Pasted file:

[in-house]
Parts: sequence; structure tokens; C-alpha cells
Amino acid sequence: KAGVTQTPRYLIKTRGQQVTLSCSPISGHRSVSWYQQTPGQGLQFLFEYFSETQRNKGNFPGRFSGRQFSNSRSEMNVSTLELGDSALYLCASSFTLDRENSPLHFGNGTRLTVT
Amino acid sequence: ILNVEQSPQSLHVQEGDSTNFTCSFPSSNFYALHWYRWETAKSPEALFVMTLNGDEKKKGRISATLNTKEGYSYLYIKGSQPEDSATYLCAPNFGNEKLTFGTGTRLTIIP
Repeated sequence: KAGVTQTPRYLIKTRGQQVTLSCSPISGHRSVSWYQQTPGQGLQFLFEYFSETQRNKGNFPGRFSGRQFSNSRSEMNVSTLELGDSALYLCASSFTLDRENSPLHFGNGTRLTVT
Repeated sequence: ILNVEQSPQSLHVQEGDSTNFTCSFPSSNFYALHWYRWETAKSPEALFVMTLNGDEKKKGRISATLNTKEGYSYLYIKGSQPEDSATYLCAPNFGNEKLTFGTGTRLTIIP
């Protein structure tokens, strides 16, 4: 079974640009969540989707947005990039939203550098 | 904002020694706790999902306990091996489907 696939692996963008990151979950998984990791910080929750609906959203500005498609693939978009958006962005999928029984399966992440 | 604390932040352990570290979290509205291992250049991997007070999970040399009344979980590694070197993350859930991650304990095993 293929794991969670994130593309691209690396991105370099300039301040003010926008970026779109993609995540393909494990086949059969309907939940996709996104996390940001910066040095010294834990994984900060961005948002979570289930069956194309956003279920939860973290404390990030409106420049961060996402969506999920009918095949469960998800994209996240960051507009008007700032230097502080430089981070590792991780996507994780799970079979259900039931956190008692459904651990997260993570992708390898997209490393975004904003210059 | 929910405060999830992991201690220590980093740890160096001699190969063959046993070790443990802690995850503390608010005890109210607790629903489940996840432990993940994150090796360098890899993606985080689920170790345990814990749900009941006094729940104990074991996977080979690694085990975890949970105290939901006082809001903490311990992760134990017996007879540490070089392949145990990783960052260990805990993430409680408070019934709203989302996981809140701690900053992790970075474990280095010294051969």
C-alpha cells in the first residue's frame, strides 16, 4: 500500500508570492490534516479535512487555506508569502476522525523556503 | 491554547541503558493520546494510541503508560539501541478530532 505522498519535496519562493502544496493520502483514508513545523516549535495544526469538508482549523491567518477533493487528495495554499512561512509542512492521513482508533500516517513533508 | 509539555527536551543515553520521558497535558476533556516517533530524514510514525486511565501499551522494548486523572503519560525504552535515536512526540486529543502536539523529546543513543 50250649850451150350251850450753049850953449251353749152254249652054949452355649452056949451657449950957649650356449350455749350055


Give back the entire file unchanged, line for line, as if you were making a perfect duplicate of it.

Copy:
[in-house]
Parts: sequence; structure tokens; C-alpha cells
Amino acid sequence: KAGVTQTPRYLIKTRGQQVTLSCSPISGHRSVSWYQQTPGQGLQFLFEYFSETQRNKGNFPGRFSGRQFSNSRSEMNVSTLELGDSALYLCASSFTLDRENSPLHFGNGTRLTVT
Amino acid sequence: ILNVEQSPQSLHVQEGDSTNFTCSFPSSNFYALHWYRWETAKSPEALFVMTLNGDEKKKGRISATLNTKEGYSYLYIKGSQPEDSATYLCAPNFGNEKLTFGTGTRLTIIP
Repeated sequence: KAGVTQTPRYLIKTRGQQVTLSCSPISGHRSVSWYQQTPGQGLQFLFEYFSETQRNKGNFPGRFSGRQFSNSRSEMNVSTLELGDSALYLCASSFTLDRENSPLHFGNGTRLTVT
Repeated sequence: ILNVEQSPQSLHVQEGDSTNFTCSFPSSNFYALHWYRWETAKSPEALFVMTLNGDEKKKGRISATLNTKEGYSYLYIKGSQPEDSATYLCAPNFGNEKLTFGTGTRLTIIP
């Protein structure tokens, strides 16, 4: 079974640009969540989707947005990039939203550098 | 904002020694706790999902306990091996489907 696939692996963008990151979950998984990791910080929750609906959203500005498609693939978009958006962005999928029984399966992440 | 604390932040352990570290979290509205291992250049991997007070999970040399009344979980590694070197993350859930991650304990095993 293929794991969670994130593309691209690396991105370099300039301040003010926008970026779109993609995540393909494990086949059969309907939940996709996104996390940001910066040095010294834990994984900060961005948002979570289930069956194309956003279920939860973290404390990030409106420049961060996402969506999920009918095949469960998800994209996240960051507009008007700032230097502080430089981070590792991780996507994780799970079979259900039931956190008692459904651990997260993570992708390898997209490393975004904003210059 | 929910405060999830992991201690220590980093740890160096001699190969063959046993070790443990802690995850503390608010005890109210607790629903489940996840432990993940994150090796360098890899993606985080689920170790345990814990749900009941006094729940104990074991996977080979690694085990975890949970105290939901006082809001903490311990992760134990017996007879540490070089392949145990990783960052260990805990993430409680408070019934709203989302996981809140701690900053992790970075474990280095010294051969």
C-alpha cells in the first residue's frame, strides 16, 4: 500500500508570492490534516479535512487555506508569502476522525523556503 | 491554547541503558493520546494510541503508560539501541478530532 505522498519535496519562493502544496493520502483514508513545523516549535495544526469538508482549523491567518477533493487528495495554499512561512509542512492521513482508533500516517513533508 | 509539555527536551543515553520521558497535558476533556516517533530524514510514525486511565501499551522494548486523572503519560525504552535515536512526540486529543502536539523529546543513543 50250649850451150350251850450753049850953449251353749152254249652054949452355649452056949451657449950957649650356449350455749350055